Happy Birthday, Martin Luther King, Jr.

Brown Chapel AME Church in Selma during the marches in 1965

Brown Chapel AME Church in Selma during the marches in 1965

Happy Martin Luther King, Jr. Day.

Roo and I spent the last two days in Selma, Alabama, the iconic scene of one of the most brutal incidents of the struggle for voting rights in America. On March 7th, 1965, when attempting to cross the Edmund Pettus Bridge to march from Selma to Montgomery, peaceful protesters faced gas mask-clad, bat-wielding, cattle-prodding, truncheon-swinging police and their attack dogs. In short order it earned the name Bloody Sunday, but what it exemplified was the value of dignity and composure over hatred. 

Roo waited in the car on Martin Luther King, Jr. Street outside the historic Brown Chapel AME Church while I sat with the congregation to hear Pastor Leodis Strong's moving sermon. I am not a churchgoing man. I was there looking for some small way to honor Dr. King and the struggle for basic human and civil rights that the events at Selma personified. It wasn't necessary to be a churchgoing man to be affected deeply by Pastor Strong's sermon. It has echoed in me for the 36 hours since. It was a privilege to be there and to be among the visitors welcomed so warmly by everyone at Brown Chapel. Thank you all. And thank you, Pastor, for the mementos, which I will always treasure.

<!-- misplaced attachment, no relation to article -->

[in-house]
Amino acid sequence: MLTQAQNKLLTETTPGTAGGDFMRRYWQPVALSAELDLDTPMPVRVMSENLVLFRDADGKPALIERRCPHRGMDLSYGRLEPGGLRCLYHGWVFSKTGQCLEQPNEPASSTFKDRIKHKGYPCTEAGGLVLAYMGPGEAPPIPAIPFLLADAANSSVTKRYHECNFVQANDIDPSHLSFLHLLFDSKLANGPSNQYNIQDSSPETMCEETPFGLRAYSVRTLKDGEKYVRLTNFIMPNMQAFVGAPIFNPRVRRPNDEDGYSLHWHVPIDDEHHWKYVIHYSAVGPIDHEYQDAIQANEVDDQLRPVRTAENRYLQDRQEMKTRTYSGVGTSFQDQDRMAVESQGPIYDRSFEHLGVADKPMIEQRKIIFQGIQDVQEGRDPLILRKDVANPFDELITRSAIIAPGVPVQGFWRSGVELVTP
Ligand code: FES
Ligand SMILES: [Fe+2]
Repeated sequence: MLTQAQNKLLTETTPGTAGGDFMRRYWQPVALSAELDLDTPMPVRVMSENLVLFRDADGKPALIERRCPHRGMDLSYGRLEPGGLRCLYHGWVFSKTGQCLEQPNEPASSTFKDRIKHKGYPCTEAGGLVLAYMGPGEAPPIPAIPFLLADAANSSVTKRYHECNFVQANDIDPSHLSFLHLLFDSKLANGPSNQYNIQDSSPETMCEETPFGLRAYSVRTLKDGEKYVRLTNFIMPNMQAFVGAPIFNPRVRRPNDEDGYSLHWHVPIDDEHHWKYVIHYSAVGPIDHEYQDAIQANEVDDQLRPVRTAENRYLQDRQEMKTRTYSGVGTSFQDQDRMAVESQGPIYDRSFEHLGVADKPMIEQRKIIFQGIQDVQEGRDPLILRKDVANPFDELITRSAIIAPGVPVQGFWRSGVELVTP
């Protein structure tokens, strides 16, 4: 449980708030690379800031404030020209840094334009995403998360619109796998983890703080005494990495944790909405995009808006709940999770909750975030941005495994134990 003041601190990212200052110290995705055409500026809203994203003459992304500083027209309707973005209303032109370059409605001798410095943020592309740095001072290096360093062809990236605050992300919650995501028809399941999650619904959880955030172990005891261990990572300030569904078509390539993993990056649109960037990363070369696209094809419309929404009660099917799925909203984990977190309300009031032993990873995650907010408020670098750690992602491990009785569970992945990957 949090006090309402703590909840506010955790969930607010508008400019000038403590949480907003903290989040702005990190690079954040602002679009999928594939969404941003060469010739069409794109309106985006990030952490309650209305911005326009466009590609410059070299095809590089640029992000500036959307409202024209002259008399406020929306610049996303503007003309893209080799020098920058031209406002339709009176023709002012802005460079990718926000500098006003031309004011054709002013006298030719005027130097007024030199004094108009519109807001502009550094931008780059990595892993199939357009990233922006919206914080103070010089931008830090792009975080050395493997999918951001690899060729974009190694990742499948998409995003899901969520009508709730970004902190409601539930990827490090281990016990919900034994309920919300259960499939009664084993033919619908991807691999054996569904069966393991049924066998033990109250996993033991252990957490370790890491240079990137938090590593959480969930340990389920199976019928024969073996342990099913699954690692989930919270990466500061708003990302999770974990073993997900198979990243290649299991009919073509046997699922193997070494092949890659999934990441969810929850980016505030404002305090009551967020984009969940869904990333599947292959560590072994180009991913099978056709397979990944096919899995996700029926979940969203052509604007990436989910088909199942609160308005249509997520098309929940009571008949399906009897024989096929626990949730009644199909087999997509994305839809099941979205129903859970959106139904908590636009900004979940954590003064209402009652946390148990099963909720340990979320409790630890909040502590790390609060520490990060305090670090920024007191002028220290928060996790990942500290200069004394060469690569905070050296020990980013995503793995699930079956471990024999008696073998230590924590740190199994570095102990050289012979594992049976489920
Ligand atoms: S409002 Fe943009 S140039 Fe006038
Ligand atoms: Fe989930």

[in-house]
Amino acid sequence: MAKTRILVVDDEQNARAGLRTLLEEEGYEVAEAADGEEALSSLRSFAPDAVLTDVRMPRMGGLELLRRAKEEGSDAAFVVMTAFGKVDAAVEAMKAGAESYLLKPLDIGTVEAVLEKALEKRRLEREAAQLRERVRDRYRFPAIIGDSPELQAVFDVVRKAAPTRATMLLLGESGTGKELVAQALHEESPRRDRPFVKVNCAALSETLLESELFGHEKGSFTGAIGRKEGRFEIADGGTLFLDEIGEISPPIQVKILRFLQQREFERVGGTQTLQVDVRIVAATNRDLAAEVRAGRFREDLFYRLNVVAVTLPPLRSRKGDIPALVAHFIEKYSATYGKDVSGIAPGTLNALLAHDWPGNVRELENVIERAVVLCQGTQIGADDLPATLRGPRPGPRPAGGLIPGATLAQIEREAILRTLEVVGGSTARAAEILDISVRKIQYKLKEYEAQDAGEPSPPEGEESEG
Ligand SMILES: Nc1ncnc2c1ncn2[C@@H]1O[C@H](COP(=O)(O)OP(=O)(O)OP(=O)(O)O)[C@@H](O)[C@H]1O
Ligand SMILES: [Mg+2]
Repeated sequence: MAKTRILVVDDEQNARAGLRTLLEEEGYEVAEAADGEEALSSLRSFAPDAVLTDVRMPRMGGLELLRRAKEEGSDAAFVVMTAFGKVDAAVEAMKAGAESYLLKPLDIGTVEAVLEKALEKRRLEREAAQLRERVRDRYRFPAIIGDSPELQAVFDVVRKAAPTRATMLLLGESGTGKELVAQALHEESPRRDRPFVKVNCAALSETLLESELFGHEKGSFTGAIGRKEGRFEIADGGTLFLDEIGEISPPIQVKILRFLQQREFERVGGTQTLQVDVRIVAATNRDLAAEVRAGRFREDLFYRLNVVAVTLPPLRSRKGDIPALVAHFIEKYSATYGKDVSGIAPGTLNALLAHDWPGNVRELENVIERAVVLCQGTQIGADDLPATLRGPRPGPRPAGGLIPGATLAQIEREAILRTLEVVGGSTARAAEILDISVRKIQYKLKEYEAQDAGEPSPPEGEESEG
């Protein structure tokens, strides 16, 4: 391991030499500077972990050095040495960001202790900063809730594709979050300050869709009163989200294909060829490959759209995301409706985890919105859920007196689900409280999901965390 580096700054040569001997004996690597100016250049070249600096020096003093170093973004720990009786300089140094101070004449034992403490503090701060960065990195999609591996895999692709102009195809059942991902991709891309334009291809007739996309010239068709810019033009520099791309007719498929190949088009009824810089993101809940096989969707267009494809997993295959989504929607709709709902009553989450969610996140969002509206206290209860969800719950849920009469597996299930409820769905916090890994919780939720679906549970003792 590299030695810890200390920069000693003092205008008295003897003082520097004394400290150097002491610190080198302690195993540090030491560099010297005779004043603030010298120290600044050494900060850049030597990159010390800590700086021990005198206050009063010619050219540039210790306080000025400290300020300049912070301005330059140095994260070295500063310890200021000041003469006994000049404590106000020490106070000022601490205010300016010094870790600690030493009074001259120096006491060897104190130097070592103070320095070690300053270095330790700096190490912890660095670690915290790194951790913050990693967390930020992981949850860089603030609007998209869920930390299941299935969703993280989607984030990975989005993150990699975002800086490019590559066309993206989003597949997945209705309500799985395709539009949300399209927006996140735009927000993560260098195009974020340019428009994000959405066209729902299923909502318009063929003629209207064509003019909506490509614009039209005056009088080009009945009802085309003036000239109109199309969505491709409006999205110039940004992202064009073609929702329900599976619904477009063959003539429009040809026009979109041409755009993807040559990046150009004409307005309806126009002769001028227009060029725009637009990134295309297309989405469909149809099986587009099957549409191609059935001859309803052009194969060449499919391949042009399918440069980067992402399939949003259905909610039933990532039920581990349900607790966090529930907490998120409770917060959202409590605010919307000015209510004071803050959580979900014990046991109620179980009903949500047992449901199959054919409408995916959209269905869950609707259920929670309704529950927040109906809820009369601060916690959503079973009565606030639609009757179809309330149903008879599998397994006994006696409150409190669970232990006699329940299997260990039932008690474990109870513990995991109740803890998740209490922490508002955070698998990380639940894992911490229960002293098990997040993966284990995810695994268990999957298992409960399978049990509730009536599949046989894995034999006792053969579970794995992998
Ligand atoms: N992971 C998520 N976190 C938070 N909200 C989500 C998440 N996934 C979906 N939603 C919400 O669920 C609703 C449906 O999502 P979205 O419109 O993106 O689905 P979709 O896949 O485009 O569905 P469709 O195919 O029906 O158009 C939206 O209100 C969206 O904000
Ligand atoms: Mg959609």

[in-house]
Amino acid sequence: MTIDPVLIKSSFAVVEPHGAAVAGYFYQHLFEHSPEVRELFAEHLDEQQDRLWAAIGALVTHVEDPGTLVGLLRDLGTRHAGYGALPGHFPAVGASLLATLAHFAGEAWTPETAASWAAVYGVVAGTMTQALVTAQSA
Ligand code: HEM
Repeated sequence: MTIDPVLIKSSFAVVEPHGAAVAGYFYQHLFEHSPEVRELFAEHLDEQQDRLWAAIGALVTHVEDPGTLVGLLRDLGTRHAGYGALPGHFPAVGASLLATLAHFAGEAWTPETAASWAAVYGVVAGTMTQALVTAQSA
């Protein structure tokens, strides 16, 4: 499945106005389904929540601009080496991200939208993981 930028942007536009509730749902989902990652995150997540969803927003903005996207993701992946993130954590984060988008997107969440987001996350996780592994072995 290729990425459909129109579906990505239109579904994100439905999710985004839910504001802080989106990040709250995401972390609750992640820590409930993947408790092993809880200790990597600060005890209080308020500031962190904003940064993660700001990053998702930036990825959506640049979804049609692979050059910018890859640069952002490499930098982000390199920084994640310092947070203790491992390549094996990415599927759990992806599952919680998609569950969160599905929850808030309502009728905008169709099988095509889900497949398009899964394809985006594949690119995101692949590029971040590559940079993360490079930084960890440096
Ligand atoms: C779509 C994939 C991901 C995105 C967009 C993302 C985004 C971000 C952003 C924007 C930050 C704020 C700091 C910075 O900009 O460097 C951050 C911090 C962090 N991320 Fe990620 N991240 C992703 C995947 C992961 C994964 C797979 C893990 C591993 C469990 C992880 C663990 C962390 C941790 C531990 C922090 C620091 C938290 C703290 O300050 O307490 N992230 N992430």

And may a peaceful rest come one day for that American hero, Dr. Martin Luther King, Jr, when one day his dream will be realized. It sure hasn’t been yet.

Display at the Lowndes County Interpretive Center. Every single American should visit this.

Display at the Lowndes County Interpretive Center. Every single American should visit this.

View of the Edmund Pettus bridge in Selma on Sunday morning

View of the Edmund Pettus bridge in Selma on Sunday morning